Saudi Arabia’s Investment Conference & Khashoggi
This week, I had the pleasure of speaking with i24 News on Saudi Arabia’s need for foreign investments and the pullback since the Jamal Khashoggi killing.
With many questions surrounding Saudi Arabia’s involvement with the Khashoggi killing, it will ultimately hurt and hinder Saudi Arabia’s many plans that require large amounts of foreign investments in order to carry-through.
Saudi Arabia is trying to modernize their economy. They have a $500 billion plan by 2030 to diversify their economy away from oil into alternative energies, into travel and leisure. To do that, they need to be running at about a $20 billion a year pace of foreign direct investment. And, what’s happening now with Khashoggi is that foreign investors are pulling their funds out of Saudi Arabia.
In 2012, Saudi Arabia amounted to about 25% of foreign direct investment in the Middle East. That’s dropped to about 5% in 2017. They were running at about a pace of $12 billion of foreign investment a year, and that’s down to $1.4 billion.
To put this into perspective, Saudi Arabia is actually getting less foreign direct investment per year than Oman and Jordan. Saudi Arabia is in a very precarious position here when it comes to having foreigners invest in helping them modernize their economy.
It may not have much of an impact on the oil markets. I don’t think there is going to be any world-wide sanctions on Saudi oil output.
Congress will punish Saudi Arabia, but they likely will go by the 2016 Global Magnitsky Act where they impose taking away visas from key Saudi leaders and impose sanctions on their assets in the United States.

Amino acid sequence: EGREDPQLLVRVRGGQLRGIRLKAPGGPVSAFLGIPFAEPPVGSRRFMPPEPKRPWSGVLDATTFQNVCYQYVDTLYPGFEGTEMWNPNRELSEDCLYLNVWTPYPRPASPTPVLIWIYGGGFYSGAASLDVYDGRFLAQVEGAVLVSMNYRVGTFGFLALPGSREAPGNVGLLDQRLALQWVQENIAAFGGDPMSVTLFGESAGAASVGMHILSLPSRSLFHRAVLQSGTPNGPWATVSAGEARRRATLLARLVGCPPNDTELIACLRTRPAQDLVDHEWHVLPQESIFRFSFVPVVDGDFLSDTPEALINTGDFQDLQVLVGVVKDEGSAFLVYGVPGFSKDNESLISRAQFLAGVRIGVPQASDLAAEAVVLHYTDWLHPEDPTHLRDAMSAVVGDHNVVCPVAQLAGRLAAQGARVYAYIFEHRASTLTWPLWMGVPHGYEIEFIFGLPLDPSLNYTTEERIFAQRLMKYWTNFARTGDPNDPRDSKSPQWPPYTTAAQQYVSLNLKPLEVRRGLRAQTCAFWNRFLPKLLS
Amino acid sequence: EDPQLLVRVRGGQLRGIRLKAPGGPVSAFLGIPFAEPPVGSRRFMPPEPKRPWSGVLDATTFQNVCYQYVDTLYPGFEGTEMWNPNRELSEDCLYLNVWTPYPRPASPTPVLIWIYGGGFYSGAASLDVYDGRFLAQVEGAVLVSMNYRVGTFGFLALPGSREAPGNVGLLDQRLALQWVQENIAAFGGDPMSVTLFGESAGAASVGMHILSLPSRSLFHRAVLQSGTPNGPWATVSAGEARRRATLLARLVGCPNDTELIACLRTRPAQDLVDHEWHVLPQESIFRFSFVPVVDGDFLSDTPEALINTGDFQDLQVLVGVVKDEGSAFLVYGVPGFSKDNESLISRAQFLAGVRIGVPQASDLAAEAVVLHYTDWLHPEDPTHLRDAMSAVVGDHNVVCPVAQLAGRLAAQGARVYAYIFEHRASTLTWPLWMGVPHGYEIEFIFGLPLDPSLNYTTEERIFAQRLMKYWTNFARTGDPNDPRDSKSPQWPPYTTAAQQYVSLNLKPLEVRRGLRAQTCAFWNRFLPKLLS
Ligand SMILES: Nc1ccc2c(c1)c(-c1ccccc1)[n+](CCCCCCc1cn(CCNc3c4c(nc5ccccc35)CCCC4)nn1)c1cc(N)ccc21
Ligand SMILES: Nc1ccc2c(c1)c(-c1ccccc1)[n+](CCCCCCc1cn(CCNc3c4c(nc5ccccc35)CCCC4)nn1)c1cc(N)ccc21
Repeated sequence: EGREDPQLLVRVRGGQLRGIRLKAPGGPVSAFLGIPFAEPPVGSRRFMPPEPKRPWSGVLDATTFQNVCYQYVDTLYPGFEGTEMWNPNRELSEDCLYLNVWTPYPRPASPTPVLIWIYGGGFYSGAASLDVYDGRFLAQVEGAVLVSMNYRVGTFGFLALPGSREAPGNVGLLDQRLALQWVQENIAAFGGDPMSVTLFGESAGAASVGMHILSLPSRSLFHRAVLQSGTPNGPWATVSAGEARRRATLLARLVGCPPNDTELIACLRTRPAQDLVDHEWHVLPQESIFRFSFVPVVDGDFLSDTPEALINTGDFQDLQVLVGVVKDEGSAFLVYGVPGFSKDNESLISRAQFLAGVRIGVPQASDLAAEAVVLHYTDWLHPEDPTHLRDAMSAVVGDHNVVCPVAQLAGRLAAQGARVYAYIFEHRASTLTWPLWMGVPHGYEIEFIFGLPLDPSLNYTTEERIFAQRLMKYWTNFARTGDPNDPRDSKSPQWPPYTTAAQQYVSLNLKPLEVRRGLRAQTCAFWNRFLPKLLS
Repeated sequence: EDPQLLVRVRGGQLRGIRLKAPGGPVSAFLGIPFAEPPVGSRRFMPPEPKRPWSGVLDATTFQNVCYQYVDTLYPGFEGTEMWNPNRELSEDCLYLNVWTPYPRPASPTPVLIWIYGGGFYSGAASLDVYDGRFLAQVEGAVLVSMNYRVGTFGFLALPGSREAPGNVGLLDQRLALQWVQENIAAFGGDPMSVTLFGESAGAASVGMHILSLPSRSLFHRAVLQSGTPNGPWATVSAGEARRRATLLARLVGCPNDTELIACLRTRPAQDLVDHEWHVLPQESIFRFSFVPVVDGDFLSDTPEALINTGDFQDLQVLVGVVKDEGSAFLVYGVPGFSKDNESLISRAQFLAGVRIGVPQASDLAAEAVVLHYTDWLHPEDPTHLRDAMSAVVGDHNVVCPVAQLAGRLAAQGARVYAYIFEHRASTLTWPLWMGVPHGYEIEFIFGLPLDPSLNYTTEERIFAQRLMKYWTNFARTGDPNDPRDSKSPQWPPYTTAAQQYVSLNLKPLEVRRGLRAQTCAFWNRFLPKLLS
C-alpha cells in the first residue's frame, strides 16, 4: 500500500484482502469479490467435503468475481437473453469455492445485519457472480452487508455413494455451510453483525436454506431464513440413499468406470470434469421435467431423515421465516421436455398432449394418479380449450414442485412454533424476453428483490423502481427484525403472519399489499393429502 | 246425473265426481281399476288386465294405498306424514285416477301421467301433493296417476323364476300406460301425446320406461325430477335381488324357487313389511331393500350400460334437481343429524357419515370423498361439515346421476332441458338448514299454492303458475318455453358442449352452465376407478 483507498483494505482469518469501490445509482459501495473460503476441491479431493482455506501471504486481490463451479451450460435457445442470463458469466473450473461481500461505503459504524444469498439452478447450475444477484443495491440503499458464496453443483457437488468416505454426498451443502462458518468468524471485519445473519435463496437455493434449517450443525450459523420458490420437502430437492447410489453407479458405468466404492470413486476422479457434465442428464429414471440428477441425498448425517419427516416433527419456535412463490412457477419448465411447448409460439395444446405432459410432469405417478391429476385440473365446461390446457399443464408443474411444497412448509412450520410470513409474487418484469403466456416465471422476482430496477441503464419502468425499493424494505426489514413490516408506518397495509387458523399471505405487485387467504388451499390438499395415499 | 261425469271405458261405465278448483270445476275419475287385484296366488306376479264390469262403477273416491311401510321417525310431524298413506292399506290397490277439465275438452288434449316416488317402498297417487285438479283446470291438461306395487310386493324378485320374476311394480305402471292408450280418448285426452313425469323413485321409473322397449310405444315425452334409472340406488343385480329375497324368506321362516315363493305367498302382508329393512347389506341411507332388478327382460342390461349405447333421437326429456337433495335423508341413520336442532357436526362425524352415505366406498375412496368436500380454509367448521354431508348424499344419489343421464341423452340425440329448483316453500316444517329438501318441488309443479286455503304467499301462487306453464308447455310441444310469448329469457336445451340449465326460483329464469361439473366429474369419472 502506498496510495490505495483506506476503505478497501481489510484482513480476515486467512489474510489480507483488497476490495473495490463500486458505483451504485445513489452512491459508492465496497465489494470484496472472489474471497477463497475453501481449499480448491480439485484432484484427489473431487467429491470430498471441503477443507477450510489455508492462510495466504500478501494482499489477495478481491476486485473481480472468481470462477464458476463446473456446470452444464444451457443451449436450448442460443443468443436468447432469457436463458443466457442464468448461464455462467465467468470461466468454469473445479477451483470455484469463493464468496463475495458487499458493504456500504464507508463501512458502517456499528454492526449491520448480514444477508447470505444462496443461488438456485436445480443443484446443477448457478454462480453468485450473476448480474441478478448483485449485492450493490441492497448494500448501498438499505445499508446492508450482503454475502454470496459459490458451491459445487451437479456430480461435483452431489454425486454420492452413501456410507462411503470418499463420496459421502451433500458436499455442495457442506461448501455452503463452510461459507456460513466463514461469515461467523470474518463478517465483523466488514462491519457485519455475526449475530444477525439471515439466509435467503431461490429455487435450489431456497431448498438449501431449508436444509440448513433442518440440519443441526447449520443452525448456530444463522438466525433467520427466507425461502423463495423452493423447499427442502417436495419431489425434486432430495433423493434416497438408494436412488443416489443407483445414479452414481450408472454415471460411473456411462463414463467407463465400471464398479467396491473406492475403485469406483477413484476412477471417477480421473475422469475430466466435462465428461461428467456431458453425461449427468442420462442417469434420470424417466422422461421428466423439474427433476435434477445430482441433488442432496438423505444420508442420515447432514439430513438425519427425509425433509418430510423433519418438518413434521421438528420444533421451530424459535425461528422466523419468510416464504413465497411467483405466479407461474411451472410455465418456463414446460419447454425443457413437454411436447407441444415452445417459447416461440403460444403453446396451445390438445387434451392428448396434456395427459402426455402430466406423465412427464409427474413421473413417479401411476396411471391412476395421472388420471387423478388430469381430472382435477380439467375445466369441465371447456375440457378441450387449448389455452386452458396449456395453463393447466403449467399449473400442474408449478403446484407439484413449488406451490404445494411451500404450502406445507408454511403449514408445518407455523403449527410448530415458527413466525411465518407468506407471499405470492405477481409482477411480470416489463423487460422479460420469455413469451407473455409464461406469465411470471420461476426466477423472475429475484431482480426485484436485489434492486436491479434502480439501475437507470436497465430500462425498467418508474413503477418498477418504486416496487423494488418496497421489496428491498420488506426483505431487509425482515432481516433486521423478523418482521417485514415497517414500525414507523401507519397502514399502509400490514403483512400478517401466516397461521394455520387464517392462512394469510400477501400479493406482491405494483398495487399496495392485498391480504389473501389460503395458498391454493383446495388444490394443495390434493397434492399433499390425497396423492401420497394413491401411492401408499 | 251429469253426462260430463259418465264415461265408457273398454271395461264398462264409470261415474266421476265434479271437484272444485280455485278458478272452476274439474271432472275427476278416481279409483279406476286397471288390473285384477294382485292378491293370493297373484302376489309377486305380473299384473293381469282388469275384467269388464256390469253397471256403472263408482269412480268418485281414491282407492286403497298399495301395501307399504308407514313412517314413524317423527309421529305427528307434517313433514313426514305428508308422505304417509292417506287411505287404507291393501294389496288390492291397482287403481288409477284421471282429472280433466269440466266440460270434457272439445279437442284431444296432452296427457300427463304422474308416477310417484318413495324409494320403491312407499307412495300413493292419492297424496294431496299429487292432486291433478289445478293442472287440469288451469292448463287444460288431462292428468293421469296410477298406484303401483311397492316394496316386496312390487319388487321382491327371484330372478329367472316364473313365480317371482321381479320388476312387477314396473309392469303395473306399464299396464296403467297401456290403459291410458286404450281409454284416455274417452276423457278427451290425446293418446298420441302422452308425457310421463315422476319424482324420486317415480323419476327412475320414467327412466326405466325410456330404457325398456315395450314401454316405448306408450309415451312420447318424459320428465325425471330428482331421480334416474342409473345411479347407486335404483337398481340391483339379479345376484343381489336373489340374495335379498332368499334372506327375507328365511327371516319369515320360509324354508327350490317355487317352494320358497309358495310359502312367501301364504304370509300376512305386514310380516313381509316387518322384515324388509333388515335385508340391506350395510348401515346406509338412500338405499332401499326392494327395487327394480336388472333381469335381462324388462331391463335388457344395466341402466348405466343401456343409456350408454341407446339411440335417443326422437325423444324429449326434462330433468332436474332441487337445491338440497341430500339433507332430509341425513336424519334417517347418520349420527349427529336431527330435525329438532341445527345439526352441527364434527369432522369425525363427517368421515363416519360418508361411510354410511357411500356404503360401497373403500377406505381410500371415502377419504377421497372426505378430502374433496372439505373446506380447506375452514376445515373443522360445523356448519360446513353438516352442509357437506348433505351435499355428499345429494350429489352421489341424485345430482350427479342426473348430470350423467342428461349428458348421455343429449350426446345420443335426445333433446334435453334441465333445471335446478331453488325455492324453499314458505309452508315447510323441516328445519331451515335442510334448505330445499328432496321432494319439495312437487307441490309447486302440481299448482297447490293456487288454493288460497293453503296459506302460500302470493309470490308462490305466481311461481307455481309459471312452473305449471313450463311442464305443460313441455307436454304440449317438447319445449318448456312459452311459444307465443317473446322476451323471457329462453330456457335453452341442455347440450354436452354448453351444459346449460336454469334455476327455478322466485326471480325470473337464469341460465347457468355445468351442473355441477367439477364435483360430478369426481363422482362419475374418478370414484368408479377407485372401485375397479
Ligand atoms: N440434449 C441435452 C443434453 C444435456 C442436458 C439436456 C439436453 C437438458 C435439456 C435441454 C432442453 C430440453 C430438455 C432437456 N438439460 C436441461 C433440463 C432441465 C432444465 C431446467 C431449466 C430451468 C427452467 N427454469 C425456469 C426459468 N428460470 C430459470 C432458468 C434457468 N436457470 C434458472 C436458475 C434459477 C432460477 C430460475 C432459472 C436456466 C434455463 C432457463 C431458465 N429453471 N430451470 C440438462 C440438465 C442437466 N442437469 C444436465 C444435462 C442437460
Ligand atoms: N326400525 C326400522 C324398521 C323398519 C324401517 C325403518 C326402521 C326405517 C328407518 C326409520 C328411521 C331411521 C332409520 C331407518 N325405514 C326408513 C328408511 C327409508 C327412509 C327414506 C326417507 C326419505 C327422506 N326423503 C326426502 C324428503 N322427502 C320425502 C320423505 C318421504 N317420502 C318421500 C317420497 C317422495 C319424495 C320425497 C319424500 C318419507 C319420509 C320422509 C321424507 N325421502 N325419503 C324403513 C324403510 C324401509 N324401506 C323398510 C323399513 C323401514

We are an era of conscious capitalism and every global corporation stands for something. If you think of any company, whether it be Starbucks or Nike, or even Chik-fil-A, these companies all stand for something. At some point global corporations, and we’re seeing this now, don’t want to align themselves with a brutal dictatorship that beheads people in the street, that cracks down on any protest, that kills journalists in foreign countries.
There is no benefit for any company, especially based in the United States, to align themselves with a government like Saudi Arabia’s.
My career on Wall Street started while I was in college. I spent a summer interning for Merrill Lynch in the middle of the ‘90s bull market. I was fascinated with trading, and as a result, after college, I joined Salomon Brothers in the famed mortgage bond trading department. Later, I spent time at Citigroup working with credit derivatives. Eventually, I needed to walk away from the excess of Wall Street. That’s when I joined Banyan Hill in 2017. Now I help readers get ahead of the market and build their retirements.